Ecological economics at a crossroads
During the past decade theoretical and empirical advances in neoclassical economics have resulted in the virtual rejection of the two pillars of traditional welfare economics-- rational economic man and perfect competition. Surprisingly, many ecological economists are moving closer to the discredited neo-Walrasian welfare model just at the time it is being replaced within the mainstream. We call for a return to the roots of ecological economics and an engagement with current developments in mainstream theory.
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References listed on IDEAS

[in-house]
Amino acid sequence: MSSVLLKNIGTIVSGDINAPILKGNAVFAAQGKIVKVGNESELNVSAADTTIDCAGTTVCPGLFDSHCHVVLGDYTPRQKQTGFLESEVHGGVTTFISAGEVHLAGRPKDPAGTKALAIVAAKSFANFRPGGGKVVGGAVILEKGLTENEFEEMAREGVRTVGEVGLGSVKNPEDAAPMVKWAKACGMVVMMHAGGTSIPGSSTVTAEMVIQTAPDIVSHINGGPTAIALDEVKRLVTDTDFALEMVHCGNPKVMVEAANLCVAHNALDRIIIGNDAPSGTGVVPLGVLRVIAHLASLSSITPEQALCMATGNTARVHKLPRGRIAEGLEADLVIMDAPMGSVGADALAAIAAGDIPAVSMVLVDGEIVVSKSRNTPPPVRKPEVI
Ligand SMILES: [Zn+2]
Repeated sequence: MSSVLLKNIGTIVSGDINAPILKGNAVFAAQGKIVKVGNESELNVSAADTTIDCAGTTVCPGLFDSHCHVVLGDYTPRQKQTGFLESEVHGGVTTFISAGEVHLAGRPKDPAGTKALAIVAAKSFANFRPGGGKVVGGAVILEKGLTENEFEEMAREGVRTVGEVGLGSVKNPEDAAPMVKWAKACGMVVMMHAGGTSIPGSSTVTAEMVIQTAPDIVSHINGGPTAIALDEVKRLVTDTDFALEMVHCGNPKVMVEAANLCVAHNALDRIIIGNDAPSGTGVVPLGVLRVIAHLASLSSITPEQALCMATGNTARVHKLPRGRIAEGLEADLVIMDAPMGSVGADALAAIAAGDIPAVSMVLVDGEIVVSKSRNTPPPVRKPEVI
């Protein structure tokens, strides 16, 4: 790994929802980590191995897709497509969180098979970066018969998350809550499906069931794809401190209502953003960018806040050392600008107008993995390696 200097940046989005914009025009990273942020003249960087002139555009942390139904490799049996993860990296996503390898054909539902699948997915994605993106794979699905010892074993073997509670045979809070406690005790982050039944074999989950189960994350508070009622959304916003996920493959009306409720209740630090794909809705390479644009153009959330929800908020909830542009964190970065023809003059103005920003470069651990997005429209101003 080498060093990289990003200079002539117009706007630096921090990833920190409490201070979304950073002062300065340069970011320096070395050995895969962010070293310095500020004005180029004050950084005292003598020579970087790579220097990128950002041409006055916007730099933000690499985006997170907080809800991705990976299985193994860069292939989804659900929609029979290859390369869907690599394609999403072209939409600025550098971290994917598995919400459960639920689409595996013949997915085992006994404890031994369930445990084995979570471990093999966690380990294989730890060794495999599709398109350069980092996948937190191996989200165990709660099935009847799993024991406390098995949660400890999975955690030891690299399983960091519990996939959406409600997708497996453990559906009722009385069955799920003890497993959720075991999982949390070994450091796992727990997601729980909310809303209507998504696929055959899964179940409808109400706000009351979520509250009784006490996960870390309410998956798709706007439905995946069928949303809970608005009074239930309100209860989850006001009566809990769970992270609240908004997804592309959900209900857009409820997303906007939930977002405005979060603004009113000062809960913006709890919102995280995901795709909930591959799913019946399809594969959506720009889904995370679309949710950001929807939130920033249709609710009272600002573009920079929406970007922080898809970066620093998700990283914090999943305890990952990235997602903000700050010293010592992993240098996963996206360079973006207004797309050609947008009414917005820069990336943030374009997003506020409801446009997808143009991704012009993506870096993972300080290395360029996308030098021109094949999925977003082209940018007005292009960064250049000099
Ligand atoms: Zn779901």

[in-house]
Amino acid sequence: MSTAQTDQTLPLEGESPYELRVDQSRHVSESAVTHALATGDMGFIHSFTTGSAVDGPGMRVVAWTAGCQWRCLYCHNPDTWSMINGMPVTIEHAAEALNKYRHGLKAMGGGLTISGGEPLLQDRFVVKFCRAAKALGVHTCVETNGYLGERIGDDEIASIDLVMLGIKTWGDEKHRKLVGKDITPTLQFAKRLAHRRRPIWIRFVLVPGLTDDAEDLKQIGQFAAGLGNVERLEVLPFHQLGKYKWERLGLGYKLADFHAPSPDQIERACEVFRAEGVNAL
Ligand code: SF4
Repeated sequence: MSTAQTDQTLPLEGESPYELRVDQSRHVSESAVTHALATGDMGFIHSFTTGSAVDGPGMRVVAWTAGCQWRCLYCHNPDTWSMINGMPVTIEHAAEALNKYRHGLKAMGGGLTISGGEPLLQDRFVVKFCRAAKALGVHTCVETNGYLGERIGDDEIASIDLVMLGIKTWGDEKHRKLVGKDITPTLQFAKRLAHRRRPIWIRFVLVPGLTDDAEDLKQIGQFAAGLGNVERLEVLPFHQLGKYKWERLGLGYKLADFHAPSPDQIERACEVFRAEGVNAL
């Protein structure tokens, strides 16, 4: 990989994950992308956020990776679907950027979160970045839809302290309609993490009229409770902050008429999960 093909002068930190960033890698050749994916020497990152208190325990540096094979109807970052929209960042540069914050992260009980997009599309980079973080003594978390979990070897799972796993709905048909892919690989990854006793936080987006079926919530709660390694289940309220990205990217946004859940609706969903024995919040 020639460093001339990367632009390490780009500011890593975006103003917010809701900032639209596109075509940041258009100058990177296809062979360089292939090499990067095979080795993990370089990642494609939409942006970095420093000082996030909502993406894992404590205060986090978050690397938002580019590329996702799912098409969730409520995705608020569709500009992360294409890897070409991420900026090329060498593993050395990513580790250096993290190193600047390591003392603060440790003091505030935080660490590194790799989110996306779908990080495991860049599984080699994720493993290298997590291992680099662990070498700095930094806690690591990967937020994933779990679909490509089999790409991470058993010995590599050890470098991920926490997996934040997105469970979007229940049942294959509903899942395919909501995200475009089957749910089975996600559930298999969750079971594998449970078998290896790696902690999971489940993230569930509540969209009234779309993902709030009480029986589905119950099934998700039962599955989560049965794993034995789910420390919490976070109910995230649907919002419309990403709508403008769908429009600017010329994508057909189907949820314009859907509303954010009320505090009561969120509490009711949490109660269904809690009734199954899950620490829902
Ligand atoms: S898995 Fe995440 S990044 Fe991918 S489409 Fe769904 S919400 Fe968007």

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- John M. Gowdy, 2004.
"The Revolution in Welfare Economics and Its Implications for Environmental Valuation and Policy,"
University of Wisconsin Press, vol. 80(2), pages 239-257.
- John M. Gowdy, 2003. "The Revolution in Welfare Economics and its Implications for Environmental Valuation and Policy," Rensselaer Working Papers in Economics 0315, Rensselaer Polytechnic Institute, Department of Economics.
- Gintis, Herbert, 2000. "Beyond Homo economicus: evidence from experimental economics," Ecological Economics, Elsevier, vol. 35(3), pages 311-322, December.
- Daniel Kahneman, 2003. "Maps of Bounded Rationality: Psychology for Behavioral Economics," American Economic Review, American Economic Association, vol. 93(5), pages 1449-1475, December. Full references (including those not matched with items on IDEAS)